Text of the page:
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One day you were born on an airboat in a bight. You stood up in the airboat’s flat foot
and took the jar of water. You looked through the floating teeth of algae and said bah. You said

nah. You said aAAAL. You bared your teeth and emptied the jar. When you were
in the Everglades we canoed from Flamingo and through the canals. It was the 1980s. You thought

the crocodile was an alligator and I corrected you. Many people don’t know that crocodiles live here
too. I put you back in my stomach to avoid the smell at the Flamingo visitor’s center.

Which reminded me of Hurricane Andrew, and I’ve decided to lie about before you were born.
As a sort of test of the genetic trauma theory. When we got back to our little barracks studio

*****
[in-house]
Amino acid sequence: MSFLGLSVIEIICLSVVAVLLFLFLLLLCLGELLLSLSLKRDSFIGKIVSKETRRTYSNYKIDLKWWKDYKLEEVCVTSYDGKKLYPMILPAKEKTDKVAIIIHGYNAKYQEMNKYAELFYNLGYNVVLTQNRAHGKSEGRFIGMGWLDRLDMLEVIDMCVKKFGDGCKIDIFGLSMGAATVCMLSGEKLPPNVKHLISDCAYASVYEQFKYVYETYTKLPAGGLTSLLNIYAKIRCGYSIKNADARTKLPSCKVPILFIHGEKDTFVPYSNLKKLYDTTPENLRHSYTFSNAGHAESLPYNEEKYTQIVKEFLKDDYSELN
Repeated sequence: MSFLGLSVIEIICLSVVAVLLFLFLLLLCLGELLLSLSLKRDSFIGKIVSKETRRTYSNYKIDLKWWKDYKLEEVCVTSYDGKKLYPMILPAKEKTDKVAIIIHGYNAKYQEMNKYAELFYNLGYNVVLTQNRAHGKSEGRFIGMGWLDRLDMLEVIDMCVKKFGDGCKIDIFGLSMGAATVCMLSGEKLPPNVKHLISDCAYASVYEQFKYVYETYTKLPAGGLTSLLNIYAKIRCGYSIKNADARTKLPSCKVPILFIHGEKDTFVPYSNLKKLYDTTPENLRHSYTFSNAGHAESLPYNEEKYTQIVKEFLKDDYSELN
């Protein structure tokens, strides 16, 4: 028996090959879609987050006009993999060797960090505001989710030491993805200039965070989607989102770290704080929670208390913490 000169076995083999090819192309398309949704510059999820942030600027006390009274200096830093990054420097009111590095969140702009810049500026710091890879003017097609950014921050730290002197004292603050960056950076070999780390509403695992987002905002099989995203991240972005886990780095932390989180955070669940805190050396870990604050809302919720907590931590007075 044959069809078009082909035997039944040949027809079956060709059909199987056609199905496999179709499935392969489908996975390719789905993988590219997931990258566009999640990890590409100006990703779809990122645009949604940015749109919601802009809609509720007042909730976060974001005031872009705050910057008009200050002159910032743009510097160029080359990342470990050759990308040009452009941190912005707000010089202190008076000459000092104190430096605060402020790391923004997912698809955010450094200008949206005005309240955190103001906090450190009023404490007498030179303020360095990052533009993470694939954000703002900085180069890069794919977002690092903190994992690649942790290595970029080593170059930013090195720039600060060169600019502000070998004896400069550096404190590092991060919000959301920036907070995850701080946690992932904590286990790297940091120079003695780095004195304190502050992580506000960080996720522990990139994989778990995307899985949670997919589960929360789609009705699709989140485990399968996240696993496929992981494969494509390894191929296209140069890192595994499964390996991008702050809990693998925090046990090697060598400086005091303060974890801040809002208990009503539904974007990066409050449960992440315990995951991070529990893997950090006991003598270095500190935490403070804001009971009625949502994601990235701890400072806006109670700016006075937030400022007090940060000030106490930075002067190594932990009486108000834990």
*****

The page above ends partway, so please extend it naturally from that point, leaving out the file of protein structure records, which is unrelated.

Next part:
you curled up in the cup of a saw palmetto outside my bedroom, slapped a mosquito off your arm,
rubbed your eyes. One day you were born on the only hill in the Everglades in 2020.

Morning glory and saw palmetto covered the razed bed of invasive Brazilian pepper.
You curled in a mat of flowers I did not recognize, and wind peppered your body

with gumbo limbo scale. Another day you were born in a gator trail on Old Ingraham Highway
and another day on the southwestern tip of Florida cradled in turtle shell, and once you were born

in the detention center on 376th, but mostly you were born in a canoe, into flowing silk
of reed, and the bladderwort cleaned your body with their suckling cups like feeding fish,

and then once too oh yes you walked
out of the fire, broken open by flame, walked out soft and raw and peeled as bark.

Leah Claire Kaminski’s poems have appeared in Bennington Review, Massachusetts Review, Prairie Schooner, Rhino, the Rumpus, and ZYZZYVA. Poetry Editor for the Dodge, Leah has three chapbooks published or forthcoming from Dancing Girl Press, Harbor Editions, and Milk and Cake Press. Read her work or get in touch at www.leahkaminski.com.

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